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Sleep Disorders Explained

Updated on June 25, 2013

What Is Insomnia?

Insomnia is a sleep disorder that takes into account the length and efficiency of a person's sleep. This is because everyone sleeps for a different amount of time, it may be that someone can only sleep 3 hours and feel refreshed whereas others will sleep 12 hours and still feel like they are sleep deprived!

Insomnia may involve the person having trouble falling asleep in which case it is called initial insomnia, having trouble staying asleep (Middle insomnia) or waking up too early (terminal insomnia).

Insomnia can also either be short-term (transient), occasional (intermittent) or long-term (chronic).

Causes?

Insomnia can either be a symptom of another disorder (secondary isomnia), or it can be a disorder in it's own right (primary insomia).

An example of secodary insomnia is if a person as too much caffiene in their diet and therefore can't sleep, also a lot of people who suffer from depression also suffer from insomnia as a sympom of this.

Primary insomnia is defined as insomnia that occurs for more than a month with no known cause. Primary insomnia can be due to bad sleeping habits such as sleeping in a light room or often staying up really late. Another cause could be that the person previously suffered from secondary insomnia that has disappeared over time but the person still expects that they will sleep badly, so they do.

Insomnia Risk Factors

There are a few points that can make a person more prone to insomnia:

  • Caffeine intake - too much caffeine can disturb sleep.
  • Age - Older people are more prone due to increasing physical problems that can disrupt sleep.
  • Gender - hormone fluctuations in women may cause sleep disruption.
  • Sleep apnoea - a disorder where a person stops breathing whilst they are asleep, it can last between a few seconds to a few minutes and can occur up to 5-30 times in an hour.
  • Personality - people that tend to internalise problems as opposed to acting them out or being aggressive may be more likely to suffer from insomnia.

Treatments

Relaxation techniques and improving sleep 'hygiene' are the two main treatments for insomniacs. Sleep hygiene refers to increasing healthy sleep habits such as not consuming excess caffeine, sleeping in darker rooms, doing more exercise and not napping in the day.

Phototherapy is when sedatives or anxiety drugs are used to treat the insomnia but because of side effects such as drowsiness they are only normally used for transient insomnia.

Psychological methods, such as sleep restriction therapy, can also be used. Sleep restriction therapy is where the person is restricted to sleeping only a couple of hours a day and then this is gradually increased until they are sleeping a normal amount. This teaches the person to only associate their bed with sleep as they only go to bed when they are really tired.

What Is Narcolepsy

Narcolepsy is a sleep disorder in which the person suffering from it will experience sudden, unexpected and uncontrollable attacks of sleep which can last anywhere between a few seconds and a few minutes.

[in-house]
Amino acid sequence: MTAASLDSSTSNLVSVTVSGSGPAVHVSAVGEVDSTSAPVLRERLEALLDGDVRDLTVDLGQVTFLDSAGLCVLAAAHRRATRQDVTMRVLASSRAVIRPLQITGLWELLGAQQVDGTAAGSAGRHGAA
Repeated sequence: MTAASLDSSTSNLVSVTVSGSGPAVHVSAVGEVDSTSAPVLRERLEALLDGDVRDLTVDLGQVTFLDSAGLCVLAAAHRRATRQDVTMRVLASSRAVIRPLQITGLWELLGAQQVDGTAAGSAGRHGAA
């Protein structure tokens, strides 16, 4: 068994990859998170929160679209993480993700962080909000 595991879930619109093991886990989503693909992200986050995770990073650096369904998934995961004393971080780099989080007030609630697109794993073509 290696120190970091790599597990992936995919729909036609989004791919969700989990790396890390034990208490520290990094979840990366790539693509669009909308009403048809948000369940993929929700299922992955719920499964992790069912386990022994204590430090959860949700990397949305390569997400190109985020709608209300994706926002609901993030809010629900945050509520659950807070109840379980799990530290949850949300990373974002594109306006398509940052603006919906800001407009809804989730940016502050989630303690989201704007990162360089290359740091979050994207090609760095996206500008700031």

The two main symptoms that a suffer of narcolepsy will experience is the feeling of tiredness all the time and also the loss of control of their muscles (known as cataplexy). However, there are also other symptoms such as hallucinations and sleep paralysis.

Narcolepsy can be triggered by a range of emotional arousals such as anger or stress and usually begins in a person's teenage years and will continue until early adulthood.

Causes?

It has now been found that many cases or narcolepsy are caused by an autoimmune response to an antibody called trib 2.

This response means that the antibodies will attack the bodies healthy cells instead of the diseased ones. It has been found that these antibodies will attack the part of the brain that produces the chemical orexin which leads to lower levels of orexin in the brain and can then lead to narcolepsy.

It is also now known that people who suffer from narcolepsy will often go into REM sleep a lot earlier than people who don't suffer from narcolepsy. REM sleep involves cataplexy (aforementioned symptom of narcolepsy) which means that if the person falls asleep during the day and falls into REM sleep really quickly they can experience the lack of muscle control and also the interference of REM-type sleep in daytime naps (hallucinations).

Treatments

Sticking to very strict sleep regimes and also taking frequent short naps throughout the day may help to overcome the disorder.

Also generally having a healthy lifestyle (eating well and exercising regularly) can help to treat narcolepsy.

In severe situations stimulant drugs (such as dexamphetamine) can be prescribed to a person suffering from narcolepsy to keep them awake throughout the day. However it is good to avoid this treatment where possible because there are some side effects such as headaches and dizziness.

Comments

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    • Anthropophobia profile imageAUTHOR

      Anthropophobia 

      5 years ago

      I don't think it's a rare condition, just unrecognised a lot of the time if it isn't severe. Apparently it has been estimated that 1 in every 2000 people in the US suffer from narcolepsy. Thanks for reading!

    • thebiologyofleah profile image

      Leah Kennedy-Jangraw 

      5 years ago from Massachusetts

      Interesting read, I refer to myself as a 'recovering insomniac' and I think in non-extreme cases it can be treated by conditioning and behavior changes. I know for me I can't have a tv in my bedroom, I need to read directly before going to bed to calm my mind and so on.

      Interesting stuff about narcolepsy specifically how they are know linking it to autoimmunity. Is it a rare condition?

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